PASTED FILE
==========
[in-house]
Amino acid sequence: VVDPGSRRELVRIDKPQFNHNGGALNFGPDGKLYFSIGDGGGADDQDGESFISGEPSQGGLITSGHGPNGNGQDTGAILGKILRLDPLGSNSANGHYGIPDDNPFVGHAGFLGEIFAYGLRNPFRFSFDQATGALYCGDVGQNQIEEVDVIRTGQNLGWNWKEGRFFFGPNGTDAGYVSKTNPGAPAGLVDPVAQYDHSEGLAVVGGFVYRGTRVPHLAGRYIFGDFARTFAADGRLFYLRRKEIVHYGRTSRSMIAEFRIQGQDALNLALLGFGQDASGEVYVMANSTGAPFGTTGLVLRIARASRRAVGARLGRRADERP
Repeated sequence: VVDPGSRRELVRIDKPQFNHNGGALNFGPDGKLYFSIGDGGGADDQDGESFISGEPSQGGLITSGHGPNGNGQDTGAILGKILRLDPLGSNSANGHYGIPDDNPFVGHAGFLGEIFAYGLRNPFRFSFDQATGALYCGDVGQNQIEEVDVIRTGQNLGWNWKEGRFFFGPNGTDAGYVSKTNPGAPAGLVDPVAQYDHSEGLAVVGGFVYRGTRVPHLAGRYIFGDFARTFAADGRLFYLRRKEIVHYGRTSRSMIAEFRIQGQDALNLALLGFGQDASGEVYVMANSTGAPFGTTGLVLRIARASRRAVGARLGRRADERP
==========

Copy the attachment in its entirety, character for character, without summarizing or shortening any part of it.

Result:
[in-house]
Amino acid sequence: VVDPGSRRELVRIDKPQFNHNGGALNFGPDGKLYFSIGDGGGADDQDGESFISGEPSQGGLITSGHGPNGNGQDTGAILGKILRLDPLGSNSANGHYGIPDDNPFVGHAGFLGEIFAYGLRNPFRFSFDQATGALYCGDVGQNQIEEVDVIRTGQNLGWNWKEGRFFFGPNGTDAGYVSKTNPGAPAGLVDPVAQYDHSEGLAVVGGFVYRGTRVPHLAGRYIFGDFARTFAADGRLFYLRRKEIVHYGRTSRSMIAEFRIQGQDALNLALLGFGQDASGEVYVMANSTGAPFGTTGLVLRIARASRRAVGARLGRRADERP
Repeated sequence: VVDPGSRRELVRIDKPQFNHNGGALNFGPDGKLYFSIGDGGGADDQDGESFISGEPSQGGLITSGHGPNGNGQDTGAILGKILRLDPLGSNSANGHYGIPDDNPFVGHAGFLGEIFAYGLRNPFRFSFDQATGALYCGDVGQNQIEEVDVIRTGQNLGWNWKEGRFFFGPNGTDAGYVSKTNPGAPAGLVDPVAQYDHSEGLAVVGGFVYRGTRVPHLAGRYIFGDFARTFAADGRLFYLRRKEIVHYGRTSRSMIAEFRIQGQDALNLALLGFGQDASGEVYVMANSTGAPFGTTGLVLRIARASRRAVGARLGRRADERP